There is a raging controversy regarding "Open Orthodoxy" and especially its changes to the role of women in Judaism. I must confess that I am really, really not "up" on it. It hasn't reached Israel, and it doesn't actually interest me that much.
Personally, I am fairly conservative, with a small "c," from a halachic standpoint. I believe that in order for Orthodoxy to survive, it must follow the approach of Rav Glasner and Rav Herzog, whereby we accept the authority of Chazal regardless of whether we agree with their reasoning. I believe that, in the face of contemporary challenges to the halachic lifestyle and ideology, a certain amount of stubborn rigidity is required (which is one reason why I don't wear techeles, despite being convinced that it is the Murex trunculus). I see God as undeniably and necessarily unequal in His distribution of opportunities. I see it as being perfectly reasonable, as well as strongly supported by modern science, to state that the differences between men and women extend beyond their physical differences. And I am way too suspicious of the transient nature of contemporary morality to demand that Judaism conform to it.
With that introduction, let me draw your attention to a source that recently crossed my path, and to an observation.
First, the source. Embarrassed apologies if I am late to the party with this one, but the idea that only a modern feminist Reformer would be dissatisfied with the berachah of shelo asani ishah appears to be neatly refuted by this Italian woman's siddur from 1471, which changes the berachah of she-asani kirtzono to she-asisani ishah ve-lo ish:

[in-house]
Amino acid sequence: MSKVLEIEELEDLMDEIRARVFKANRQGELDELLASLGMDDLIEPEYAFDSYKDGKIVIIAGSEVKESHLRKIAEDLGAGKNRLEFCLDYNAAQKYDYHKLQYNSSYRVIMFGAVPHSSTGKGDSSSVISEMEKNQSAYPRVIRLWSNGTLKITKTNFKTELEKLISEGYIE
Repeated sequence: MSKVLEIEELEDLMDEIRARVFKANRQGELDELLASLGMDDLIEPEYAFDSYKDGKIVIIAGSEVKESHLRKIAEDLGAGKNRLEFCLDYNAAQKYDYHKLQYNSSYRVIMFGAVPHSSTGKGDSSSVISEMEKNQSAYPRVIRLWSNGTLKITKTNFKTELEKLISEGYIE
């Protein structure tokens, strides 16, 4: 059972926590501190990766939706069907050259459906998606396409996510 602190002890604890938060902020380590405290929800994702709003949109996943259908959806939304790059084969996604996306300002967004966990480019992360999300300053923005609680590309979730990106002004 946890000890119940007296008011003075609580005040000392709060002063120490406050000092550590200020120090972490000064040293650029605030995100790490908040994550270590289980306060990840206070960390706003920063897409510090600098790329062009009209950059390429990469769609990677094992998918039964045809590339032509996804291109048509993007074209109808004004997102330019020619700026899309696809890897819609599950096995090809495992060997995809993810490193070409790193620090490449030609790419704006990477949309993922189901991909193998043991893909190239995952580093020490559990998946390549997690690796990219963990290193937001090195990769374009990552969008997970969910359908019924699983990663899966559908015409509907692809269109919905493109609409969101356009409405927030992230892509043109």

Though I must frankly admit to being personally very glad that Hashem did not make me a woman!
Second, an observation: It is ironic that, of those who protest the loudest about how any change to the siddur is unthinkable, they are often from communities in which a certain tefillah that was recited by many of their ancestors for generations has been utterly exorcised: Hanosein teshuah le-melachim. Apparently it's okay to change the siddur if you believe that you are doing so for a really, really good reason (which, in the particular case of Hanosein teshuah le-melachim, entirely escapes me).
(On another note, I will be visiting London of a lecture tour for the last weekend of November, speaking at Golders Green synagogue and other places to be announced.)